Key Components of a Lockout / Tagout Program

March 20, 2015 Dave Anderson
DANGER Do Not Operate tag
If your employees maintain or service machines where the unexpected startup, energization or release of stored energy could cause injury, OSHA's Lockout/Tagout (LOTO) standard probably applies to you. The standard applies to all sources of energy, including, but not limited to: mechanical, electrical, hydraulic, pneumatic, chemical and thermal.

Failure to control hazardous energy accounts for nearly 10 percent of the serious accidents in many industries. Proper lockout/tagout practices and procedures help safeguard workers from the release of hazardous energy. OSHA requires employers to have a lockout/tagout program and to train employees in proper use of lockout/tagout procedures.

OSHA's Lockout/Tagout fact sheet describes practices and procedures necessary to disable machinery and equipment to prevent the release of hazardous energy. Lockout/Tagout is addressed in specific standards for general industry (29 CFR 1910.147), marine terminals, longshoring and the construction industry.


5 Requirements of a LOTO Program:


Basic components of a lockout/tagout program are: 
  1. Machine-specific procedures
  2. Creating policies
  3. Employee training
  4. Locks and devices to physically lock out the equipment
  5. Auditing the system at least annually
OSHA standards establish requirements that employers must follow. Some of the most critical requirements from the OSHA standards are:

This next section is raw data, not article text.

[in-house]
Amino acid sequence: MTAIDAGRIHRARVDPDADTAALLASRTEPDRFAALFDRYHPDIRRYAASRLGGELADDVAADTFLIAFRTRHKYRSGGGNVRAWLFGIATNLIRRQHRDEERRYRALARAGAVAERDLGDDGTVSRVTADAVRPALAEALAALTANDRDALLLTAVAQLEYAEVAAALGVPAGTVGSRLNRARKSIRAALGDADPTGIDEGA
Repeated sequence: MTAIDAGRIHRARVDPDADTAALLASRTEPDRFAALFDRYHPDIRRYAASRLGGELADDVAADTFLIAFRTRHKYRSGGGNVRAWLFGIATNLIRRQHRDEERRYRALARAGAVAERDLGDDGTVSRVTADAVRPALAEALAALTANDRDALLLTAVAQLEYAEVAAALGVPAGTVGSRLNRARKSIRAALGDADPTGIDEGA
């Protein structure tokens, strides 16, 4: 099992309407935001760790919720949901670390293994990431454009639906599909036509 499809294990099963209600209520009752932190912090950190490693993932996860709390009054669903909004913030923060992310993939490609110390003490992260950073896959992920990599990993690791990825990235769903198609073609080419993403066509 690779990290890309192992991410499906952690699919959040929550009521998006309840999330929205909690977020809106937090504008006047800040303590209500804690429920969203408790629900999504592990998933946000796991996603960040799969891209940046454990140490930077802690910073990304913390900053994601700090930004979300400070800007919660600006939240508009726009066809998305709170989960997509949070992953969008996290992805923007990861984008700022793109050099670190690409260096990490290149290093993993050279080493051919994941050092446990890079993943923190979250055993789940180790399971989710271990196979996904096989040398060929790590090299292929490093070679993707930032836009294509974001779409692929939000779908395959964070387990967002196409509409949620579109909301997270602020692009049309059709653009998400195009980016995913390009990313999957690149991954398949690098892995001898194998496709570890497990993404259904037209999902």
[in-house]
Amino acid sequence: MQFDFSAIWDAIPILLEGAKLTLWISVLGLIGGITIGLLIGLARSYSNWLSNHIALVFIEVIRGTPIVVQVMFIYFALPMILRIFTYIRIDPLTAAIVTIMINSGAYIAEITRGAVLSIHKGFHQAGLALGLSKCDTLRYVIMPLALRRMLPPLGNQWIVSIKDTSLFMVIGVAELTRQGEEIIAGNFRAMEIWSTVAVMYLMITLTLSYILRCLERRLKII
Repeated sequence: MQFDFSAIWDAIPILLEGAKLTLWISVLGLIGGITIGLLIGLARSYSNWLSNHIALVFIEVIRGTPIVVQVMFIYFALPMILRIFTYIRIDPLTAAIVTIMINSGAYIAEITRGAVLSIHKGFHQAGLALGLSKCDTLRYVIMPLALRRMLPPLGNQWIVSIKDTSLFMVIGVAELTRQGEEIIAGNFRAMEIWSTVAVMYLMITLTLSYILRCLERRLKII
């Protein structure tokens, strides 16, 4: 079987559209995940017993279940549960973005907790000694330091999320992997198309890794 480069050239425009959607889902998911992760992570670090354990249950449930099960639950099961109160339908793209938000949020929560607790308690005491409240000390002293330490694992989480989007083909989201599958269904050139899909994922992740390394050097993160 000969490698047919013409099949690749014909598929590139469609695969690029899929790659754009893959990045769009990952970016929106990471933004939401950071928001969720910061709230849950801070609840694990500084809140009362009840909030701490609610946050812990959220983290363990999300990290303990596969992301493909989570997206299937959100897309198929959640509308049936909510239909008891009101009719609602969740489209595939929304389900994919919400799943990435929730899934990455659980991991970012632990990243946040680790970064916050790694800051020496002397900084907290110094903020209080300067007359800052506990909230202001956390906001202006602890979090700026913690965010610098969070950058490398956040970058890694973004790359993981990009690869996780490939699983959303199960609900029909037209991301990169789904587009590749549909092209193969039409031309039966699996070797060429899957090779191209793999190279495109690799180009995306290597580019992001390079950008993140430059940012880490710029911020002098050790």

Machine Locked Out Do Not Open
  • Develop, implement, and enforce an energy control program.
  • Use lockout devices for equipment that can be locked out. Tagout devices may be used in lieu of lockout devices only if the tagout program provides employee protection equivalent to that provided through a lockout program.
  • Ensure that new or overhauled equipment can be locked out.
  • Develop, implement and enforce an effective tagout program if machines or equipment are not capable of being locked out.
  • Develop, document, implement and enforce energy control procedures.
  • Use only lockout/tagout devices authorized for the particular equipment or machinery and ensure that they are durable, standardized, and substantial.
  • Ensure that lockout/tagout devices identify  individual users.
  • Establish a policy that permits only the employee who applied a lockout/tagout device to remove it.
  • Inspect energy control procedures at least annually.
  • Provide effective training as mandated for all employees covered by the standard.
  • Comply with the additional energy control provisions in OSHA standards when machines or equipment must be tested or repositioned, when outside contractors work at the site, in group lockout situations and during shift or personnel changes.
Procedures must provide employees the following information, at minimum:
  1. A statement on how to use the procedures
  2. Specific procedural steps to shut down, isolate, block and secure machines
  3. Specific steps designating the safe placement, removal and transfer of lockout/tagout devices and identifying who has responsibility for the lockout/tagout devices
  4. Specific requirements for testing machines to determine and verify the effectiveness of lockout devices, tagout devices, and other energy-control measures.

What Employees Need To Know about LOTO:

Employees must be trained to ensure they know, understand and follow hazardous energy control procedures. The training must cover at least three areas:
  • Aspects of the employer’s energy control program
  • Elements of the energy control procedure relevant to the employee’s duties or assignment
  • The various requirements of OSHA standards related to lockout/tagout

If this sounds too intimidating, there are many safety training companies that can guide you through the process. But first, take a look at a minimum LOTO Procedure example from OSHA.

Resources:


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